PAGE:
Current clinicopathologic staging systems and serum biomarkers poorly discriminate tumor biology in hepatocellular carcinoma (HCC), with high recurrence rates following curative-intent surgical resection and liver transplantation (LT). Identification of accurate biomarkers for improved prognostication and treatment selection is a critical unmet need. We sought to develop a novel "liquid-biopsy" assay capable of detecting HCC circulating tumor cells (CTCs) and characterizing phenotypic subpopulations with prognostic significance. Using HCC cell lines, a tissue microarray, and human blood samples, an antibody cocktail targeting the cell-surface markers asialoglycoprotein receptor (ASGPR), glypican-3, and epithelial cell adhesion molecule was optimized for HCC CTC capture using the NanoVelcro CTC Assay. The ability of HCC CTCs and vimentin (VIM)-positive CTCs (a subpopulation expressing an epithelial-to-mesenchymal phenotype) to accurately discriminate tumor stage, recurrence, progression, and overall survival (OS) was evaluated in a prospective study of 80 patients. Multimarker capture detected greater numbers of CTCs than any individual antibody alone for both cell line and patient samples (P < 0.001). HCC CTCs were identified in 59/61 (97%) patients, and HCC (median, 6 CTCs) and non-HCC patients (median, 1 CTC; area under the receiver operating characteristic curve [AUROC] = 0.92; P < 0.001; sensitivity = 84.2%; specificity = 88.5%) were accurately discriminated. VIM-positive CTCs accurately discriminated early-stage, LT eligible patients (median, 0 CTCs) from locally advanced/metastatic, LT ineligible patients (median, 6 CTCs; AUROC = 0.89; P = 0.001; sensitivity = 87.1%; specificity = 90.0%), and predicted OS for all patients (hazard ratio [HR], 2.21; P = 0.001), and faster recurrence after curative-intent surgical or locoregional therapy in potentially curable early-stage HCC (HR, 3.14; P = 0.002). In conclusion, we developed a novel multimarker CTC enrichment assay that detects HCC CTCs with high efficiency and accuracy. A phenotypic subpopulation of VIM-positive CTCs appears to signify the presence of aggressive underlying disease and occult metastases and may have important implications for treatment selection. Liver Transplantation 24 946-960 2018 AASLD.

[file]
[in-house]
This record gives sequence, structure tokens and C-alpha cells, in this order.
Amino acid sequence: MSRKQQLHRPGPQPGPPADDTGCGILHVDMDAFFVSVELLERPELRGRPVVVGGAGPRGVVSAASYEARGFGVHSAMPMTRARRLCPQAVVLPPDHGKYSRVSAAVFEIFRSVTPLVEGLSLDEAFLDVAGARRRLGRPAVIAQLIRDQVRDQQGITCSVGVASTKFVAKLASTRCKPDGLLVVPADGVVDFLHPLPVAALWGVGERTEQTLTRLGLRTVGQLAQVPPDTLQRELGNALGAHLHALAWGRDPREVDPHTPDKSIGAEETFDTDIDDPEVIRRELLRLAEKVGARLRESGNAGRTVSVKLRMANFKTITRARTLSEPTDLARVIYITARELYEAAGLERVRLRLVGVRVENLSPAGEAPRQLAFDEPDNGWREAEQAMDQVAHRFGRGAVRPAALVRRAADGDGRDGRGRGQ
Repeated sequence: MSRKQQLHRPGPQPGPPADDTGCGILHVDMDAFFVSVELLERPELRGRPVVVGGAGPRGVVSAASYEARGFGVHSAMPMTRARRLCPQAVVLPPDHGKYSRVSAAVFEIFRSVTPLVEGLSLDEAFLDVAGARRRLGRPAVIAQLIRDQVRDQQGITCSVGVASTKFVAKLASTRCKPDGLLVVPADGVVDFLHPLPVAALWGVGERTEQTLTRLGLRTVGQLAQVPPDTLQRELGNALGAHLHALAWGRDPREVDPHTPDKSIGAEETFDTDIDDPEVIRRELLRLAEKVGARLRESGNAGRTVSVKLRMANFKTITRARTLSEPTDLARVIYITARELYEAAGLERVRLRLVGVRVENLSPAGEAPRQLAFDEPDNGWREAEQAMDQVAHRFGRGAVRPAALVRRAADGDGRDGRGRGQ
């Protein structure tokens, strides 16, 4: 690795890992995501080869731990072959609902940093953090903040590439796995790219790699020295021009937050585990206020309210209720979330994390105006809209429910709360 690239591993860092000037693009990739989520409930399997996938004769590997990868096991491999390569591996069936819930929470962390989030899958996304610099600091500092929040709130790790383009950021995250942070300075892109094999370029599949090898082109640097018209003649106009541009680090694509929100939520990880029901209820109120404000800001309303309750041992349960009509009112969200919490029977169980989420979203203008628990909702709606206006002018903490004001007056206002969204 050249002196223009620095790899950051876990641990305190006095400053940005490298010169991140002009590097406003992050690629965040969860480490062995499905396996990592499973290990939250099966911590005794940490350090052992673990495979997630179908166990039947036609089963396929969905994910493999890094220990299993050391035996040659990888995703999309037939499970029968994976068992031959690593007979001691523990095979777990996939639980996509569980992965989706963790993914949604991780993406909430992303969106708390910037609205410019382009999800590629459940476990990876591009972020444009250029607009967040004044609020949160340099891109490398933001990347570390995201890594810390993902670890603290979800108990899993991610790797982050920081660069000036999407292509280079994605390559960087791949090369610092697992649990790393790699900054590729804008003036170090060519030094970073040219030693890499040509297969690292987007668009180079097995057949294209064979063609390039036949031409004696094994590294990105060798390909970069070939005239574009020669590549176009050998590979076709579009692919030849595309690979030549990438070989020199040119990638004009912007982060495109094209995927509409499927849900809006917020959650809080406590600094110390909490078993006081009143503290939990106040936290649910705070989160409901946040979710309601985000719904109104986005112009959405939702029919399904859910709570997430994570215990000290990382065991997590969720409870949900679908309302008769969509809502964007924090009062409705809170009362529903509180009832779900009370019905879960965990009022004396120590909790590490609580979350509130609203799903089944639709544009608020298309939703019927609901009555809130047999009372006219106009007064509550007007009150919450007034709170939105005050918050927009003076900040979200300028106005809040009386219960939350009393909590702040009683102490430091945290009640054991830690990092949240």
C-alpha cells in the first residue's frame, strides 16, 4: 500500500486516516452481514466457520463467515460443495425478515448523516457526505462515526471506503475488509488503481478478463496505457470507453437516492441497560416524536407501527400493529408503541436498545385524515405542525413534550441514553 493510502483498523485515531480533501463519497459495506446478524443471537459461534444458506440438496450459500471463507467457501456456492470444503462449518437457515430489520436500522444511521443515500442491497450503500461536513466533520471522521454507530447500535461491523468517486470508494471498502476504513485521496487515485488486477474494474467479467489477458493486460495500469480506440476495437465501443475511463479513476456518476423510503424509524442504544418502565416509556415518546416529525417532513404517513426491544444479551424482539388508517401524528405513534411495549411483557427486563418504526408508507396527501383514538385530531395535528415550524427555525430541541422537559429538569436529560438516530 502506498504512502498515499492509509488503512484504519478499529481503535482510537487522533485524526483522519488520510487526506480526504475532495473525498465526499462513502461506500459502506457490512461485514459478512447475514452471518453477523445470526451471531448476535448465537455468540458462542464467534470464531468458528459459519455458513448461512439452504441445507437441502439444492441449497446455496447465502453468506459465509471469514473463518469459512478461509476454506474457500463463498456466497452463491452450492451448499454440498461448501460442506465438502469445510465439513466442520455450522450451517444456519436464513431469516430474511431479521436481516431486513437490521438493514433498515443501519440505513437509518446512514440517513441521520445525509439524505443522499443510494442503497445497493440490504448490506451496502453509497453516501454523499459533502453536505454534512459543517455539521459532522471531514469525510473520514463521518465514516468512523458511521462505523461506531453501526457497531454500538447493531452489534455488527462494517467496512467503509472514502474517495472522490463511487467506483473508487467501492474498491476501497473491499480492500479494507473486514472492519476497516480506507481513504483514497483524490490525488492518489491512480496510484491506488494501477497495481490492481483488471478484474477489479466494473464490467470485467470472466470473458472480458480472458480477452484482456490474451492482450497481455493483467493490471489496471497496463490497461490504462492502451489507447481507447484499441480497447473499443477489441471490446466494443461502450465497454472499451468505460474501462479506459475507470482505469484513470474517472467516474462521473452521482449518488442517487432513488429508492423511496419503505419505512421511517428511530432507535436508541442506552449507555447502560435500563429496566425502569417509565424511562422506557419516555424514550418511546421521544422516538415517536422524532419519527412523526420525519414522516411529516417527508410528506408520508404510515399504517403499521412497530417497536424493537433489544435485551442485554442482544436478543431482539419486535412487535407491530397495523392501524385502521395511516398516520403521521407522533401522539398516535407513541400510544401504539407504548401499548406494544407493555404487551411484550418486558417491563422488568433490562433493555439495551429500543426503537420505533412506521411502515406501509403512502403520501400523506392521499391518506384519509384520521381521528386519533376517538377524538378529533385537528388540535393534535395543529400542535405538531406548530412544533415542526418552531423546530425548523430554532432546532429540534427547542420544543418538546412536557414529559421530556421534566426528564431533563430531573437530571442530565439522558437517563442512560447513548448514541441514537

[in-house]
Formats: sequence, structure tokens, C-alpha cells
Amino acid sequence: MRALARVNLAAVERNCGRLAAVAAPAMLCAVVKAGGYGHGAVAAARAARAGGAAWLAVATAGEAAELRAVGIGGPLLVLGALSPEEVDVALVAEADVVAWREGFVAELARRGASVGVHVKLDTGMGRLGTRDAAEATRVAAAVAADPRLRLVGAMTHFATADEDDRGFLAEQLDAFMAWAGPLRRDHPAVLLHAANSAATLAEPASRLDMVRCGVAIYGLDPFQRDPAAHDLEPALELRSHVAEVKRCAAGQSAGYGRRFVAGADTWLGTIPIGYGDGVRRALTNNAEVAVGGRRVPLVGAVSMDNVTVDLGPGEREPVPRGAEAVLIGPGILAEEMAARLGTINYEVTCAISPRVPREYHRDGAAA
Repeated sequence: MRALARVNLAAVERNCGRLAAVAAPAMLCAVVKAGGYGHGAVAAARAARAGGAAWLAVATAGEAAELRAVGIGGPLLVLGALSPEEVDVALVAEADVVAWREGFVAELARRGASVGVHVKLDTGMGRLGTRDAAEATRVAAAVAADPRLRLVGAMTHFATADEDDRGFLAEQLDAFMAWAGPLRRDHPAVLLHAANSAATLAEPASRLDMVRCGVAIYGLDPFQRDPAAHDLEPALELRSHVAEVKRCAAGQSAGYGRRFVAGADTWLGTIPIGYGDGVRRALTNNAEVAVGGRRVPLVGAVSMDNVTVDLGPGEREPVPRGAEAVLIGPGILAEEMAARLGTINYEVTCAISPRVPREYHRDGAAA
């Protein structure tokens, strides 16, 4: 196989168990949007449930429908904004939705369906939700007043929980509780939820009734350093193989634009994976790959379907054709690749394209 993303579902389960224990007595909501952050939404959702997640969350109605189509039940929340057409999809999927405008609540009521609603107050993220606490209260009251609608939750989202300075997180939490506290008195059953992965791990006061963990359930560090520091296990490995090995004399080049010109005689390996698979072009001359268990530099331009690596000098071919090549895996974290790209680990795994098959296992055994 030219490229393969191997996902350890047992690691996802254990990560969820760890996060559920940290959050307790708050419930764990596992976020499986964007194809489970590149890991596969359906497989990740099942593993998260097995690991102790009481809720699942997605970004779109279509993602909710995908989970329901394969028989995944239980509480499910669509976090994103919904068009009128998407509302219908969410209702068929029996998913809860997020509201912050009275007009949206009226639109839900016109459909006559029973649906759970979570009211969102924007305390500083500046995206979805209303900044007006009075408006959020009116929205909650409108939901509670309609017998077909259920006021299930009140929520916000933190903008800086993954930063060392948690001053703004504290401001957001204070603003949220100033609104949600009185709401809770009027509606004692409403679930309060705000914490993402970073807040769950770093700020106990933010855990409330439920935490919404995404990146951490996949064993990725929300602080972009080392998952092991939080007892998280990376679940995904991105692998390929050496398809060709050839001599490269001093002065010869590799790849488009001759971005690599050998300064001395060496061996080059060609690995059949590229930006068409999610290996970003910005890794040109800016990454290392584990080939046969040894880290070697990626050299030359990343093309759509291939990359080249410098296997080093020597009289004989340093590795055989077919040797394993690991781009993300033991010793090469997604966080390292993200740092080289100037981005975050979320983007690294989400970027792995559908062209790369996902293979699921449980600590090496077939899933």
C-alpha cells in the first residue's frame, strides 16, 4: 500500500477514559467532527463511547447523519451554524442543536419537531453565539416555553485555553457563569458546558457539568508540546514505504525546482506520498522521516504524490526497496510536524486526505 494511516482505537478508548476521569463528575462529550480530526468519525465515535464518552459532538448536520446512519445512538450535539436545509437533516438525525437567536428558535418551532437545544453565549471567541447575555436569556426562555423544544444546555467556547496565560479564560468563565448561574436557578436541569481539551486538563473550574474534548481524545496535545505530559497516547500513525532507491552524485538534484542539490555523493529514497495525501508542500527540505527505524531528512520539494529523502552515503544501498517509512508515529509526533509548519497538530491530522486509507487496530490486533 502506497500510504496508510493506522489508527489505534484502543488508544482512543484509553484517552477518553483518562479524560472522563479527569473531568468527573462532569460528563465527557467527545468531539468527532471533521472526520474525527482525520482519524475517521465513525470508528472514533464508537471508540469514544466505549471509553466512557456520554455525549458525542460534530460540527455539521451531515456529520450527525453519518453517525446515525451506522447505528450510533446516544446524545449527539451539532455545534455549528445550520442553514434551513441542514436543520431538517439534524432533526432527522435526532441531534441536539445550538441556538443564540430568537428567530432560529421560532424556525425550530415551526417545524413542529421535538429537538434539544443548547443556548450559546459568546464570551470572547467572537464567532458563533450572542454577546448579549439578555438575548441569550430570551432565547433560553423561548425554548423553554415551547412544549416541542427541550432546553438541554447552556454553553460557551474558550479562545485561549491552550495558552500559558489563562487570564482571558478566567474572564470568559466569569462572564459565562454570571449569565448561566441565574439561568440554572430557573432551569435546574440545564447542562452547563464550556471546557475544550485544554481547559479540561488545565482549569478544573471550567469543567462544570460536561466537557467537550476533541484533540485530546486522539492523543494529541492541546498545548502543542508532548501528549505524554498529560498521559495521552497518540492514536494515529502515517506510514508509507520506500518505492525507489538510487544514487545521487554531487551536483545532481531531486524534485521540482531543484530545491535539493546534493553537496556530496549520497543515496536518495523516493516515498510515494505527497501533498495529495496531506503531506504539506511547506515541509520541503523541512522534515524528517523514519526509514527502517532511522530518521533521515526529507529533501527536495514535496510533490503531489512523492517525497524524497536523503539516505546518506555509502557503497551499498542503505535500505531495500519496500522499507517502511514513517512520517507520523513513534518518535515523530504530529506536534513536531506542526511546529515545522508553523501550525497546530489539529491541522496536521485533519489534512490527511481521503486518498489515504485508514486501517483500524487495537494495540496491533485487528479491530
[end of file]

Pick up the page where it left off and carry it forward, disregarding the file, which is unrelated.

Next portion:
© 2018 by the American Association for the Study of Liver Diseases.